In this case, it really depends on how you treat online dating and what you’re looking for. It’s a bit on the expensive side so the answer here is subjective.
If you’re a casual dater like me and don’t “need” anything, a free account is perfectly fine. The limit on “likes” each day just keeps you from spending too long swiping, really.
On the other hand, if you’re really looking to put yourself out there and get aggressive with it, the premium boost is great. Not only do you get unlimited likes but you can also see who has liked you.
As in, if Molly swiped right on your profile, you’ll immediately get a notification about it. No need to match to see that she’s into you.
If you really want to cut down on the amount of time you spend on dating apps, just check this list each day. Skim through the women that have swiped right on you and choose which ones you want to talk to.
In my 4 years of using Bumble now, I’ve never come across a single problem. No errors, nothing that made me question their safety or security, nothing. I could count on my fingers how many fake profiles I’ve come across too. Scammers are a part of life, but Bumble works hard to remove them quickly.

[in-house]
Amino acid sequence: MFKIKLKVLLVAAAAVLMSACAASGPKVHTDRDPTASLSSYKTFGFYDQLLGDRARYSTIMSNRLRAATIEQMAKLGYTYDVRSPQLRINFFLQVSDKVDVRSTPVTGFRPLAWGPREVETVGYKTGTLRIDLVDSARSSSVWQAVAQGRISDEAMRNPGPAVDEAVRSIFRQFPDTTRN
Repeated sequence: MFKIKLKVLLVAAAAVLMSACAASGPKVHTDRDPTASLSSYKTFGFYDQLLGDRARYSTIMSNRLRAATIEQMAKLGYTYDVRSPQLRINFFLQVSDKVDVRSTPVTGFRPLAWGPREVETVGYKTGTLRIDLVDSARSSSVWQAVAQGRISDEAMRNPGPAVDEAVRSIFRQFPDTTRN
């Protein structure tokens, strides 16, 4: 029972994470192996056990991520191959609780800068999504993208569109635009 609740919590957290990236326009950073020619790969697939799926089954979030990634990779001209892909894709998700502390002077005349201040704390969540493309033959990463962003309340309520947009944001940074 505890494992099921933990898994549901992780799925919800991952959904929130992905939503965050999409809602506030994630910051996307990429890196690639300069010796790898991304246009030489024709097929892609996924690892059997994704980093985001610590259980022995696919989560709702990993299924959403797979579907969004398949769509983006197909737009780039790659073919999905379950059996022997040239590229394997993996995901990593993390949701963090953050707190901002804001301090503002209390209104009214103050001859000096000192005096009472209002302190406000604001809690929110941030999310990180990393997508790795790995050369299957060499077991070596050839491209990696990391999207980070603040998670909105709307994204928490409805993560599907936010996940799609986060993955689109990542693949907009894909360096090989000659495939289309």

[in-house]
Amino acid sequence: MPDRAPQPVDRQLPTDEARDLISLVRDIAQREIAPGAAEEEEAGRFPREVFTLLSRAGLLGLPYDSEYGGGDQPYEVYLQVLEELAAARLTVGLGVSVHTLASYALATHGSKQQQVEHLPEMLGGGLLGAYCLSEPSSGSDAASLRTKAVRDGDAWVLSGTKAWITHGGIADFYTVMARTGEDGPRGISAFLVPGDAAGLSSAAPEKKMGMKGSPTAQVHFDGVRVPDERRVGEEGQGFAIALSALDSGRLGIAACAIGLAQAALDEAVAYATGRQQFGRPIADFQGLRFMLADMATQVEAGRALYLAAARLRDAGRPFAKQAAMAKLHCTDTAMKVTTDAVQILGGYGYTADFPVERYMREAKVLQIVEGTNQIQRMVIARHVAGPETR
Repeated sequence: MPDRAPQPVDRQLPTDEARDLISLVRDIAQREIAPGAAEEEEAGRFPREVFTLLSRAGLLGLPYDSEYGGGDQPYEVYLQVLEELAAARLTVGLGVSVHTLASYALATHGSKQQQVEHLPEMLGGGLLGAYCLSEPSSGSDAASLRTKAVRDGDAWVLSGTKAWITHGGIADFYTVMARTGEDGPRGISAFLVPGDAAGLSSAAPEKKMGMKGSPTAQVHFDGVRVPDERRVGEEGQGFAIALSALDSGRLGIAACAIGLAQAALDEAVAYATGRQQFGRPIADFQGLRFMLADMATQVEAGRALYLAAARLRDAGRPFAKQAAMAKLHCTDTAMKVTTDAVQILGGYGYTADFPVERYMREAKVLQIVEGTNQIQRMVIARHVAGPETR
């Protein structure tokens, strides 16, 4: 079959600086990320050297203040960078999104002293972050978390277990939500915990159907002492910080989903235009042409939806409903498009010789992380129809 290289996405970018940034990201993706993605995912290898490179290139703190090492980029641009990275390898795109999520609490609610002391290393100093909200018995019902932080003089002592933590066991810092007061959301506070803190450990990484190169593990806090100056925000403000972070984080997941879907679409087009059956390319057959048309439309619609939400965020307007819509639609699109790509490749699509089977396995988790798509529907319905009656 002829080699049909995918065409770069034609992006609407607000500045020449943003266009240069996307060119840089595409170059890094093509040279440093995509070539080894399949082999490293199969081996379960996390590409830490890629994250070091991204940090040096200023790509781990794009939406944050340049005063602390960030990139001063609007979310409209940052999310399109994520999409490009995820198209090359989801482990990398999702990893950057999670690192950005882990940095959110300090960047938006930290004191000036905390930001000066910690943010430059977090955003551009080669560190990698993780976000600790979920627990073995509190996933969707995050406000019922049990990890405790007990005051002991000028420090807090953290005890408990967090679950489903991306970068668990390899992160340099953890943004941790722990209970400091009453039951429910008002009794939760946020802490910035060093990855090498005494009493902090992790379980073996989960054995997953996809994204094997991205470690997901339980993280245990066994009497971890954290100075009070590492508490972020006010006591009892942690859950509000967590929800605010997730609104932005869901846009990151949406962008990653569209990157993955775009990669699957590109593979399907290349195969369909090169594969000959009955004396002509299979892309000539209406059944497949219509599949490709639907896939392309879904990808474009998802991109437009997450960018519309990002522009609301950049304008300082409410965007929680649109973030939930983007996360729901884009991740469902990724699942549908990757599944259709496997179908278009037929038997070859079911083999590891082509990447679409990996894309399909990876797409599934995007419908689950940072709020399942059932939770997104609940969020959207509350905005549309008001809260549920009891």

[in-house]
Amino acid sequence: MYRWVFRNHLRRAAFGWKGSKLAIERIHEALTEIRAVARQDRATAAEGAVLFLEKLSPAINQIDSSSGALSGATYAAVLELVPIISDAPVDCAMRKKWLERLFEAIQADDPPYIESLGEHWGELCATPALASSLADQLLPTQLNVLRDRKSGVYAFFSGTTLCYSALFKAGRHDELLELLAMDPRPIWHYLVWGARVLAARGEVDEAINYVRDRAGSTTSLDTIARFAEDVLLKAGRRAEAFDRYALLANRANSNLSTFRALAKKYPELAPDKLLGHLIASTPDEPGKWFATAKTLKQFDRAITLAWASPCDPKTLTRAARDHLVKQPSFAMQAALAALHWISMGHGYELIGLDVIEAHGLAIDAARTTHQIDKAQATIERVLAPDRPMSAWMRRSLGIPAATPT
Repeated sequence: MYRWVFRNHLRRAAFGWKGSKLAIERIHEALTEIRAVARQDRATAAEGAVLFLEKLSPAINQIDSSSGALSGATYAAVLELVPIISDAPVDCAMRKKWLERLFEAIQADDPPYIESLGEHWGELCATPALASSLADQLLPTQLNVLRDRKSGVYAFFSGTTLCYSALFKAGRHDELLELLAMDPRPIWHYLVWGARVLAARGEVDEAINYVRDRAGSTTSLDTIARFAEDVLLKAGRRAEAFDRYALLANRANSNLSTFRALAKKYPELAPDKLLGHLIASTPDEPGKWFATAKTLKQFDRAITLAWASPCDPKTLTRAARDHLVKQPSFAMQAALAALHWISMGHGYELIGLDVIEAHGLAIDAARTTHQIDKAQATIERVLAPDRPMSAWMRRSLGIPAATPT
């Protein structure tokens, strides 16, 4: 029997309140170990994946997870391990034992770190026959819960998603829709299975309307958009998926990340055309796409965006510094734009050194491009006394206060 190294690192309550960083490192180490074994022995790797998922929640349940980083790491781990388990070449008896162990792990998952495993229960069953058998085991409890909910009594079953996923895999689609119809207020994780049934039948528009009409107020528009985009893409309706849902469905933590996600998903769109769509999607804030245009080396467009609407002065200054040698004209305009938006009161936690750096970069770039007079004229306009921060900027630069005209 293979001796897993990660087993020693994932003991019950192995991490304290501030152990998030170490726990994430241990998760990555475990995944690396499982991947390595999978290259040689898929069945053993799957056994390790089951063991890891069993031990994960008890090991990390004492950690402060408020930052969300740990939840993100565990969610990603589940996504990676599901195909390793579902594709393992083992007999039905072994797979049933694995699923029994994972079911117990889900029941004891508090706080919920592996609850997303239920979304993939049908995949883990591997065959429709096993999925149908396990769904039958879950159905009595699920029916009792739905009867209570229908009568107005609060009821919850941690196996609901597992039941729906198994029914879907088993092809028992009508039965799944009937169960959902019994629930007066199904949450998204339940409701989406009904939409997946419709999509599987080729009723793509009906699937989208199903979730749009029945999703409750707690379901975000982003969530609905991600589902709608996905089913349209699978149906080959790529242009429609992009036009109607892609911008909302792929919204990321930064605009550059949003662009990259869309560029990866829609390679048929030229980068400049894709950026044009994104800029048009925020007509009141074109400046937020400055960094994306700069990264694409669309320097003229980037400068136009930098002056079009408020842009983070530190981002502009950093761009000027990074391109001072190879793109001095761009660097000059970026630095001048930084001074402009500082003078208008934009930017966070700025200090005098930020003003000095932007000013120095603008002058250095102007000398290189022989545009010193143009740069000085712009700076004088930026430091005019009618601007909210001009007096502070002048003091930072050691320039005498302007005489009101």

In terms of keeping your credit card safe, your payments go via Apple/Google anyway for an added layer of protection. No need to manually type in your credit card details.
Both work well, so why not try both? The great thing about online dating is that you’re not limited to using just one site or app. With Bumble, you get the whole swiping experience with a few extra perks. You can match with someone based on how they look and a few details about what they’re into. It’s all up to you and that’s the fun of it.
Just keep in mind that with Bumble, the target users are generally younger singles (below 35). They’re also usually the types who have more time to swipe through matches on a regular basis.
With eHarmony, however, the site does most of the work for you. You just answer their signup questions (they’re pretty thorough) and the site picks out women you’re compatible with. Instead of just photos and a few details, you get a glimpse into your potential matches’ personality, life goals, interests and more. This eliminates a lot of the guesswork that comes with apps like Tinder and Bumble.